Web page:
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Habitat Hammers Back: How you can support hurricane recovery efforts

Habitat Hammers Back: How you can support hurricane recovery efforts

Since late-August, three powerful hurricanes have rocked Texas, Louisiana, Florida, Puerto Rico, and the Caribbean. Responders are still measuring the devastation following Hurricanes Harvey, Irma, and Maria, but cost estimates are in the hundreds of billions of dollars. I am encouraged by the outpouring of compassion and generosity in response to these disasters. As Habitat for Humanity has done before, we’ve launched disaster response efforts in the affected areas and developed a plan for the long recovery road ahead.


How can I help?

Since we’re getting this question a lot, let me provide an answer first before I dig into all the details:

  • Donate: Habitat for Humanity will continue its efforts as long as the need is unmet and the funds are available. The need is huge, so that means we need you to give generously.
  • Volunteer: We will need thousands of volunteers in the months and years to come. Sign up for alerts to learn about volunteer opportunities when they are made available.

Please note: We appreciate that you are anxious to help, but please do not self-deploy. Shelter, food, and water are in limited supply and the arrival of unexpected volunteers adds to an already strained situation. Volunteers from outside the immediate area will be needed, now is just not the time.


What is Habitat's plan?

Jonathan Reckford, CEO of Habitat for Humanity International, described the Habitat Hammers Back action plan in a recent letter. The plan, which will unfold over the coming months and years, has three phases:

  1. Immediate response: Habitat Mobile Response Units and Disaster Corps volunteers are supporting local Habitat affiliates to:
    • Assess damage
    • Remove debris
    • Perform immediate repairs
    • Coordinate with other responders
    • Prepare for long-term recovery
  2. Community stabilization will help families understand the recovery process and access resources by:
    • Helping with insurance claims and applications for emergency government assistance
    • Determining funding gaps for house repairs and construction
    • Disbursing funds to local Habitat organizations to support repair and rebuilding; and
    • Designing long-term rebuilding plans.
  3. Long-term recovery will continue for years through local Habitat affiliates to:
    • Repair damaged houses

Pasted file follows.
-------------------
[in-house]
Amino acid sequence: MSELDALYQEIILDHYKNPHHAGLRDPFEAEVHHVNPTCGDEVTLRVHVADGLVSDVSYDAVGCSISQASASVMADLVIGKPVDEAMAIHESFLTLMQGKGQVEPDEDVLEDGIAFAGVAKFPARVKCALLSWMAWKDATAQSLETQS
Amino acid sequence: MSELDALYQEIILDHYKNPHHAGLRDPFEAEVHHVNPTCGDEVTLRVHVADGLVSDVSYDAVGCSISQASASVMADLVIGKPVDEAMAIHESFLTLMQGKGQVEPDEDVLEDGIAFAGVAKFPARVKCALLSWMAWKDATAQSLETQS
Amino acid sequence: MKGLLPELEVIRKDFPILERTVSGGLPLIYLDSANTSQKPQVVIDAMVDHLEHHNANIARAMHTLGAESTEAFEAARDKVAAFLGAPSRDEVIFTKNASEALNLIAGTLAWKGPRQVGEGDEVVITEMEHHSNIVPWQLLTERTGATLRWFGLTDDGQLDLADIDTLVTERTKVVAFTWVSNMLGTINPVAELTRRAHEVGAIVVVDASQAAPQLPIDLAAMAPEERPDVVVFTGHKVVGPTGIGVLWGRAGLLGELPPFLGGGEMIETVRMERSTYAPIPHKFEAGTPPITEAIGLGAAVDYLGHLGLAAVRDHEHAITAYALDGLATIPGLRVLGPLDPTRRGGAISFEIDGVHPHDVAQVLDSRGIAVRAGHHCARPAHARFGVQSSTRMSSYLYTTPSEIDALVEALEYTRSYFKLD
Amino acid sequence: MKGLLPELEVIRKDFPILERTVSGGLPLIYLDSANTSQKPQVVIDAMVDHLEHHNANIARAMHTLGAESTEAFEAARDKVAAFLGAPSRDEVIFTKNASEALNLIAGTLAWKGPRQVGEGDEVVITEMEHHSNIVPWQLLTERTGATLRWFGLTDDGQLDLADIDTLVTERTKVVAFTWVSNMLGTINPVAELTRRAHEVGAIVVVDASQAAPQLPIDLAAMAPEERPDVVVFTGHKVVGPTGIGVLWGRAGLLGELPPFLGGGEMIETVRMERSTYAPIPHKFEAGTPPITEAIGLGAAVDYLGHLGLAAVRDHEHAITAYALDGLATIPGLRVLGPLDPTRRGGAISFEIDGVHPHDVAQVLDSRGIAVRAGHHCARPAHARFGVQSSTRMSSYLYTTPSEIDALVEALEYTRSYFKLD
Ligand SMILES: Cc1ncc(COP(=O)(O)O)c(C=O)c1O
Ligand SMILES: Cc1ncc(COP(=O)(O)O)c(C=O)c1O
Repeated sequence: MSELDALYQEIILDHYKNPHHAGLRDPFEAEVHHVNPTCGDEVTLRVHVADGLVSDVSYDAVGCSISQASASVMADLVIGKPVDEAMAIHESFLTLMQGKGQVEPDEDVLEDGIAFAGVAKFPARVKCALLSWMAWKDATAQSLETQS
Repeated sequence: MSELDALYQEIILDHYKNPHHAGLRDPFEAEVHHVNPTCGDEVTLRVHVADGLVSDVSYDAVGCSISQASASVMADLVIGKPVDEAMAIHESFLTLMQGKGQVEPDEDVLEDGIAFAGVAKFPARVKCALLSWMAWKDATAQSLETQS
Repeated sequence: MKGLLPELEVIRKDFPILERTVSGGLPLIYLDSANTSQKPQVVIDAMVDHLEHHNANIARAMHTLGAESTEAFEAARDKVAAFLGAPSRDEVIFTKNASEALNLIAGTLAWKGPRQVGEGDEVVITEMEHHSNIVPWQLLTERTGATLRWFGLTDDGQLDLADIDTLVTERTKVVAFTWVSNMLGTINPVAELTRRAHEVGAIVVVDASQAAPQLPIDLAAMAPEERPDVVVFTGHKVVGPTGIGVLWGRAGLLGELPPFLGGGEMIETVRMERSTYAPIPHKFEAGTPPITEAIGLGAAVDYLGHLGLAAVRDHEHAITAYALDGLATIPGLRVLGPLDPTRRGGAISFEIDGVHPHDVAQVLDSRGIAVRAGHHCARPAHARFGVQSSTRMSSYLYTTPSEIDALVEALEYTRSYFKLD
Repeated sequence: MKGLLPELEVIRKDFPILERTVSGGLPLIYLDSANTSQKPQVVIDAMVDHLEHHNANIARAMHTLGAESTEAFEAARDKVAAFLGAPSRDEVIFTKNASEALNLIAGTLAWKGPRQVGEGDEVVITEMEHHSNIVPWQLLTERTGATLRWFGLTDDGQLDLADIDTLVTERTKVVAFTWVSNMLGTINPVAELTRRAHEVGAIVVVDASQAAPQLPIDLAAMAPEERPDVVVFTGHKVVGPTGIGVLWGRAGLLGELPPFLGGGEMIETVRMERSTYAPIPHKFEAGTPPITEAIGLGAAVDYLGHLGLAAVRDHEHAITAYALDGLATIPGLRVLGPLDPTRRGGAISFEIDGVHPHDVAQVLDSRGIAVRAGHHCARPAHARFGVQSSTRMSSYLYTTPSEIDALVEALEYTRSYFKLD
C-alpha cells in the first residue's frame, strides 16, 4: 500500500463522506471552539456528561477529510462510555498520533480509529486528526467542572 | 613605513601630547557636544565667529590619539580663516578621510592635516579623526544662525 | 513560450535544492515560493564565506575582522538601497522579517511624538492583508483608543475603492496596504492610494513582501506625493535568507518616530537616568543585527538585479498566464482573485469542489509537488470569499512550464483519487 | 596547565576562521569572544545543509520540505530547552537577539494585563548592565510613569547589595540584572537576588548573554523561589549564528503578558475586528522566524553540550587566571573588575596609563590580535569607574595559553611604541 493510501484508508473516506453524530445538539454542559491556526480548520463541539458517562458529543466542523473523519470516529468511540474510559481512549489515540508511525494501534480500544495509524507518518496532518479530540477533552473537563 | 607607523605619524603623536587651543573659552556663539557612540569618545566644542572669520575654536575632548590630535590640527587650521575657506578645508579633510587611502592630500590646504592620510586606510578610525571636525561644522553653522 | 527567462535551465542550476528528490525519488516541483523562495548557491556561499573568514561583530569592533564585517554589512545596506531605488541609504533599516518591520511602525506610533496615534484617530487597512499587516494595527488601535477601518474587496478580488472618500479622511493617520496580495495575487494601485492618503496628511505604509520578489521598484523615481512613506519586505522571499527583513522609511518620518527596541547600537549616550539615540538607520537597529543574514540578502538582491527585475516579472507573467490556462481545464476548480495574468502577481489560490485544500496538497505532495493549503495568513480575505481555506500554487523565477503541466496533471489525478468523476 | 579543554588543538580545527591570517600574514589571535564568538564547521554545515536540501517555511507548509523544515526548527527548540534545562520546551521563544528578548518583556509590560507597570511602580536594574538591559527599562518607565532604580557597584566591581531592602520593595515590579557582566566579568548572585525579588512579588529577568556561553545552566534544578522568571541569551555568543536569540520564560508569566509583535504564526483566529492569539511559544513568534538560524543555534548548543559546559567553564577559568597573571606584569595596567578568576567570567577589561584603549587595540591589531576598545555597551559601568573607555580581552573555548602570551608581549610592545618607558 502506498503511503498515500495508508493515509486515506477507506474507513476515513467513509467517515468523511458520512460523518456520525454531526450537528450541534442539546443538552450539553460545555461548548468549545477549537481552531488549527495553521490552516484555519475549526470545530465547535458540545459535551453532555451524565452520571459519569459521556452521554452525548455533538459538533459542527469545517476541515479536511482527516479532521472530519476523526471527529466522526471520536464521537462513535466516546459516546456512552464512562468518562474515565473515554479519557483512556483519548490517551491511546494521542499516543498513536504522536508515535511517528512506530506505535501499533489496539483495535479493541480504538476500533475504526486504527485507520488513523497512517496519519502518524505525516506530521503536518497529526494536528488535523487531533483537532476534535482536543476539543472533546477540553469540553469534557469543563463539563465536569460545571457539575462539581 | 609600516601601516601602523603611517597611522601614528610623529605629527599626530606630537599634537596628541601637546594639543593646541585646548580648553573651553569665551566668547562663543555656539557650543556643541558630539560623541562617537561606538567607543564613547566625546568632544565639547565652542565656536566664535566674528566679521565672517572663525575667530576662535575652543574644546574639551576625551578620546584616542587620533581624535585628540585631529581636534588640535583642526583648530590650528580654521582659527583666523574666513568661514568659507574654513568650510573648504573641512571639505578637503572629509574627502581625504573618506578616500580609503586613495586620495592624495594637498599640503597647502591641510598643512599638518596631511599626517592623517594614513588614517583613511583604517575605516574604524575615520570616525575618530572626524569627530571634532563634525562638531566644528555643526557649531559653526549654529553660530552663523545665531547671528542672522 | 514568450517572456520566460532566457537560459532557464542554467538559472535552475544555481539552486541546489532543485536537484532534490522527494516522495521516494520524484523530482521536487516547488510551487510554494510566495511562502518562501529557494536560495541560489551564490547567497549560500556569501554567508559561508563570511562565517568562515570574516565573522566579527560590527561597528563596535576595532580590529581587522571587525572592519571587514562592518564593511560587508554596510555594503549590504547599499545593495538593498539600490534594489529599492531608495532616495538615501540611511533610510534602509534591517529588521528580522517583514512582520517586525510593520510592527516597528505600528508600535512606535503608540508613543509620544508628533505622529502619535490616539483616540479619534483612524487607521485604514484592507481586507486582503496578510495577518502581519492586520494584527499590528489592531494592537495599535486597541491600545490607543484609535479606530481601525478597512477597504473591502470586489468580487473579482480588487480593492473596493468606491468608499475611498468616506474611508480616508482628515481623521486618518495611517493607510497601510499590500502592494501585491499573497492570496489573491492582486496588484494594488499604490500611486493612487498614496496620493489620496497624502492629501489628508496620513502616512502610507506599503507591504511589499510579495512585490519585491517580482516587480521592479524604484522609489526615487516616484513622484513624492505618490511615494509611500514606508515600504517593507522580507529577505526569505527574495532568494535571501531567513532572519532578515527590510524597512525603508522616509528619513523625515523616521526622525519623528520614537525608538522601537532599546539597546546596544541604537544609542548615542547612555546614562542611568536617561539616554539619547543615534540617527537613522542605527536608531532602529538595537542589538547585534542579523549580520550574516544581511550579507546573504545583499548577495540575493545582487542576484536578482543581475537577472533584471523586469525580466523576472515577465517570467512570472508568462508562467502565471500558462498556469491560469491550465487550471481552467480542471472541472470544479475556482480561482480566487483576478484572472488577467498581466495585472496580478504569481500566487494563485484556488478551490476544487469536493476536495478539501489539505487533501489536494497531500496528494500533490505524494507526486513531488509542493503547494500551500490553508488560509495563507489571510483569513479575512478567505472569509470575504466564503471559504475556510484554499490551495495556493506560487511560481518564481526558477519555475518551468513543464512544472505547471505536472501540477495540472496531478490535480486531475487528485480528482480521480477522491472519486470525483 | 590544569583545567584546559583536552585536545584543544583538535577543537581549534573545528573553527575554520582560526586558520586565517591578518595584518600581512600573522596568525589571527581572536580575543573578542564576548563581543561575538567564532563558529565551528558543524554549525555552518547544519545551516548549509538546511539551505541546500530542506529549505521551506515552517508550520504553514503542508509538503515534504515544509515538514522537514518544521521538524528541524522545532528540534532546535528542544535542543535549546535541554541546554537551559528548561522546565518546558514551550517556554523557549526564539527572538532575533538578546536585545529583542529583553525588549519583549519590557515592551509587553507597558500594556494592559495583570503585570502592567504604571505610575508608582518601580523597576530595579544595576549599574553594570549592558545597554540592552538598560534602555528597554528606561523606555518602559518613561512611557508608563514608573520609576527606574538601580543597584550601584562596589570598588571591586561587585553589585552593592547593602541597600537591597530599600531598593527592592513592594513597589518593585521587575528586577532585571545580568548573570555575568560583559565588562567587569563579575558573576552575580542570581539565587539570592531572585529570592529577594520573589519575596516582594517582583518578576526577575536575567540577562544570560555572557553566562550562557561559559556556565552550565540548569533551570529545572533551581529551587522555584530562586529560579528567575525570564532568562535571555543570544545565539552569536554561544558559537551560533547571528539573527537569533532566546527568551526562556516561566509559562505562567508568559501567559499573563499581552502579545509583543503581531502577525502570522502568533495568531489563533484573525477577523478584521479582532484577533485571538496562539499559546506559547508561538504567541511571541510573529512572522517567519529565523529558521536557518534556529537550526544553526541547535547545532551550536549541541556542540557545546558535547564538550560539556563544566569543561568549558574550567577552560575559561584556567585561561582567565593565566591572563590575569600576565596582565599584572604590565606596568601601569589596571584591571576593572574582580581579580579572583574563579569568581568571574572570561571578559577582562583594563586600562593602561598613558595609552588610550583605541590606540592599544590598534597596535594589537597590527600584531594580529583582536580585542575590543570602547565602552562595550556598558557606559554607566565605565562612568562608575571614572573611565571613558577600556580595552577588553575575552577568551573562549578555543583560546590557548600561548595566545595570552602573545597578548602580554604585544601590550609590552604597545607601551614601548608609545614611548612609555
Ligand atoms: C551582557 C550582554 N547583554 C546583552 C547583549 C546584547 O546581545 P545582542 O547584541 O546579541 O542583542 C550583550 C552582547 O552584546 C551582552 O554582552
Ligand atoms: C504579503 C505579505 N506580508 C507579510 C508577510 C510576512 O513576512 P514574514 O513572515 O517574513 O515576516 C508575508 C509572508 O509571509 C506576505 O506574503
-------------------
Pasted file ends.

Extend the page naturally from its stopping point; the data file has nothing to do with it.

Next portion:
• Construct new affordable housing
    • Mobilize volunteers from around the country
    • Engage in collaborative partnerships with other recovery organizations


Why Habitat?

Natural disasters hit low-income people harder than middle- and higher-income people. The Brookings Institution, a non-partisan Washington think tank, recently published a report describing disasters’ impact on low-income people. Of course, storms don’t discriminate, but there are many reasons that lower-income people are more vulnerable during disasters and face greater challenges during recovery. The report explains that low-income neighborhoods are more likely to be in susceptible areas, such as in flood zones or near chemical plants. The subsequent economic consequences of storms are also harder on low-income people, who are less likely to have flood insurance, have limited flexibility to relocate after a disaster, and can’t easily afford to miss work.

Habitat Disaster Volunteer after Hurricane Harvey

Habitat has decades of experience partnering with low-income families. We know how to mobilize volunteers and build resilient homes affordably. These competencies make us well-suited to have a disaster response program.

Since 1997, Habitat has helped more than 230,000 families in 52 countries following disasters including Superstorm Sandy, tornadoes through the South and Midwest, earthquakes in Haiti and Nepal, and typhoons in the Philippines.

In the 12 years since Katrina, Habitat prepared more than 2,500 homes for rehabilitation and has built more than 6,000 new affordable homes along the U.S. Gulf Coast. When a storm strikes, Habitat’s disaster recovery program partners with local Habitat affiliates to address the most critical needs first, then develop a long-term plan.

Here in the Twin Cities, we know a bit about disaster recovery, too. When the 2011 tornado ravaged North Minneapolis, we mobilized volunteers for immediate clean up and expanded our A Brush with Kindness services to include critical home repairs in the affected area. We’ve also engaged local volunteers to response to natural disasters in Haiti and New Orleans.


What now?

Right now, you can donate to Habitat hurricane recovery efforts and you can sign up for volunteer alerts to be notified when opportunities are available. Habitat is posting updates on efforts. As we learn more from Habitat International and local Habitat affiliates, we will keep you up to date.

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